I love Christmas! I especially like reconnecting with family and friends via their Christmas letters to find out how their year has been. I also enjoy reading the biblical account of the birth of the Lord Jesus Christ and the events surrounding it: first, as prophesied in Genesis (3:15; 49:10); second, as foretold by the Hebrew prophets (Isa. 7:14; 9:6; Dan. 7:13; Mic. 5:2; Ps. 40:6-8; cf. Heb. 10:5-9; Mal. 4:2); third, as recorded in the gospels (Mt. 1-2; Lk. 1-2; Jn. 1:1-14); and finally, the exposition of His incarnation in the epistles (Rom. 1:1-4; Gal. 4:4-5; Phil. 2:5-11; 1 Jn. 4:9).
A number of years ago in Israel, I was teaching the physical settings of the Bible. We visited a shepherd’s field, a threshing floor, Herod the Great’s weekend retreat at the Herodium, and finally the Church of the Nativity in Bethlehem. At each stop, we discussed the biblical accounts connected with the birth of the Lord Jesus and how the history, geography, and culture impacted the biblical text.
Here are some important facts surrounding the birth of our Lord that need to be remembered at this time of year when so many are celebrating His birth:
First, the Bible does not give a specific date as to when the Lord Jesus was born. It is known that He was born during the reign of Herod the Great who died in the spring of 4 B.C. (Mt. 2:1). Herod had an indication from the wise men when Christ was born because he had all the male children of Bethlehem, two years old and under, killed (Mt. 2:16).
At His birth the shepherds were with their flocks in the fields (Lk. 2:8). In the winter months, the shepherds stay out in the Judean desert, but in the late spring the farmers want the shepherds to bring their sheep into their harvested barley fields around Bethlehem to eat the stubble off the ground and leave their excrement on the field for fertilizer. The earliest recorded date for the birth of the Lord Jesus in church history is by Clement of Alexandria (2nd century AD) who gives the date as May 14, 6 B.C. On the Hebrew calendar that date was Shavuot (Pentecost), the beginning of the wheat harvest, late spring.
Second, Mary and Joseph probably arrived in Bethlehem a few weeks prior to the birth of the Lord Jesus. Luke 2:4 assumes their arrival, because verse 6 says, “While they were there …”
Third, the word translated “inn” was part of a private house (Lk. 2:7). It is used only one other time in the New Testament (Lk. 22:11-12) and there it is translated “guest chamber.” It is used to describe a large, furnished upper room. A different word like a caravan station, is used in the parable of the Good Samaritan (Lk. 10:44). Apparently, the guest chamber was occupied so Joseph decided to go to the stable.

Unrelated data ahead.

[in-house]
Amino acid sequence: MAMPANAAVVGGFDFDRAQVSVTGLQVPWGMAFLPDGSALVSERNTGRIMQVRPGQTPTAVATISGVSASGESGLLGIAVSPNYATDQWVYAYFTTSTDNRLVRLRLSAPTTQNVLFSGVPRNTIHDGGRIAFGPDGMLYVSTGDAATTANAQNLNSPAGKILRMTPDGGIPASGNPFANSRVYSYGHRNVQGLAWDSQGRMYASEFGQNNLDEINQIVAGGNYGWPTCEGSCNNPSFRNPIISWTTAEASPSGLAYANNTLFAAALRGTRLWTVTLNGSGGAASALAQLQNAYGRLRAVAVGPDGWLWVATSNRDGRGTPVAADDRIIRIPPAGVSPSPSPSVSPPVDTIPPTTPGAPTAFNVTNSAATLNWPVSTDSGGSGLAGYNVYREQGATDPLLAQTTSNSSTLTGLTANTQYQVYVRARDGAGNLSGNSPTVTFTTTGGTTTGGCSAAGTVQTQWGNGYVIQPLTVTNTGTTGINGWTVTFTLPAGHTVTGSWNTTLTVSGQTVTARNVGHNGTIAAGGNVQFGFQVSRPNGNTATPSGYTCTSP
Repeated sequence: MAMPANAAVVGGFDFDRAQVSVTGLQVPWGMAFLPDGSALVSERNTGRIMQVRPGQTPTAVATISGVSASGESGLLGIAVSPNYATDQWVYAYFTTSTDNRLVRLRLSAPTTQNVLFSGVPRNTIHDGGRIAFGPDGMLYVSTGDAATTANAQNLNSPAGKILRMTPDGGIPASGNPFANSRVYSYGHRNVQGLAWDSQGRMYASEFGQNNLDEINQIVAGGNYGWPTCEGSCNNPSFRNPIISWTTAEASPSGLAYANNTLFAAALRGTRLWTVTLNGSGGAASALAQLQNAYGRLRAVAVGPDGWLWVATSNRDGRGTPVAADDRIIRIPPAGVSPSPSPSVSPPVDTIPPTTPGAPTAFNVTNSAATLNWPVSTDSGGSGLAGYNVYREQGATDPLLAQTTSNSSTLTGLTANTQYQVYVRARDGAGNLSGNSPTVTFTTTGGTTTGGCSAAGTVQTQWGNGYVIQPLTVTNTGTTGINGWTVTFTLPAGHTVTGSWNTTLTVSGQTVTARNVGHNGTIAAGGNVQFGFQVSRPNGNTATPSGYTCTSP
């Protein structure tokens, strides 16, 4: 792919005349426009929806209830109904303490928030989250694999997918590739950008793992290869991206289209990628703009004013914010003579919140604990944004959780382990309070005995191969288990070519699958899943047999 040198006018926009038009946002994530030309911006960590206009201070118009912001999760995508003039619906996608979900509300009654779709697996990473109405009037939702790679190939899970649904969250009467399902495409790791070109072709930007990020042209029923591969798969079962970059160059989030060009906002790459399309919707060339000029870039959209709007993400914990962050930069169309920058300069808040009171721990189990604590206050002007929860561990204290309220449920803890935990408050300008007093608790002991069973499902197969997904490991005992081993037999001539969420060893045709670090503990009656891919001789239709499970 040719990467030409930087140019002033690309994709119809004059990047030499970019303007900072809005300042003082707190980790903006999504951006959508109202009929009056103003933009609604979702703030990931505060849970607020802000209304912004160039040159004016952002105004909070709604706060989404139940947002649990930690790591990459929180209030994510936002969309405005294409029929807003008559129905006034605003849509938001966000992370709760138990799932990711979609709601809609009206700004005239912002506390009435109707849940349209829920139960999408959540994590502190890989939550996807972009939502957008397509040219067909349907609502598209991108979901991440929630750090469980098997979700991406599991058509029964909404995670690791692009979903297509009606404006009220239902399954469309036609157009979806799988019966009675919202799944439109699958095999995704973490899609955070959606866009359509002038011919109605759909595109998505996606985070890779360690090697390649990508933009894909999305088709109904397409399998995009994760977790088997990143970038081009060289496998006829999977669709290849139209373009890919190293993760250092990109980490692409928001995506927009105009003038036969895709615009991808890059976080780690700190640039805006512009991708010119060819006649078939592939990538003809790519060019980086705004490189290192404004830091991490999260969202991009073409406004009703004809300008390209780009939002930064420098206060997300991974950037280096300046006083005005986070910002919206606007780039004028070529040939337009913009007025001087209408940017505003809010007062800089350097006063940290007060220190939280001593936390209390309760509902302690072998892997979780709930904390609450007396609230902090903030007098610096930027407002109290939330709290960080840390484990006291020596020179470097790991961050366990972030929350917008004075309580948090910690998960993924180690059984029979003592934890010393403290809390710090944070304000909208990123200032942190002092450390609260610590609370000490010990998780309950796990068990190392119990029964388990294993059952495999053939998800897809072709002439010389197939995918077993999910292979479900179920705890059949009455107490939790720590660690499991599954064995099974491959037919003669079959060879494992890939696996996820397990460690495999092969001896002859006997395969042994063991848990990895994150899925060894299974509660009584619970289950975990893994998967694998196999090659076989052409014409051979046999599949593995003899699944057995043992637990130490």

Fourth, the stable was in the house. Typical houses, like in Bethlehem, would be one room houses with a guest chamber (Mt. 5:15). The one room would be used for domestic affairs, cooking and eating during the day and sleeping at night. Underneath the room was the stable where the animals were kept at night (Lk. 13:15). In the winter months they provided warmth for the house and they were also the burglar alarm if somebody tried to sneak into the house.
Fifth, when Mary laid the baby Jesus in a manger, it was most likely made of stone and not wood. In the 1960’s a stone manger from the Early Roman period (first-century) was excavated at Gibeah of Saul, nine miles north of Bethlehem.
Sixth, the Bible does not say how many wise men there were. We assume there were three because there were three gifts: gold, frankincense, and myrrh, but no number is given.
Seventh, it was probably at least two months to a year after His birth. Matthew 2:1 says the wise men came “after the birth” but does not say how long. In Matthew’s gospel Jesus is called a “young child” six times (2:8-15), but not a babe like in Luke’s gospel. When Mary goes to the Temple for the ritual of purification after the birth of her firstborn, she offers two turtle doves (Lk. 2:22-24), the offering of the poor (Lev. 12:8). If the wise men had arrived at the birth of the Lord Jesus, Mary would have been obligated to offer a lamb and a turtledove (Lev. 12:6) because she would have been well-to-do with the gold from the wise men.
Life Lessons to be Learned
The most important Christmas message is this: a Savior was born in Bethlehem (Lk. 2:11). Later He died on Calvary’s Cross and rose from the dead. He was called Jesus, because He will save His people from their sins (Mt. 1:21). Have you trusted Him as your Savior?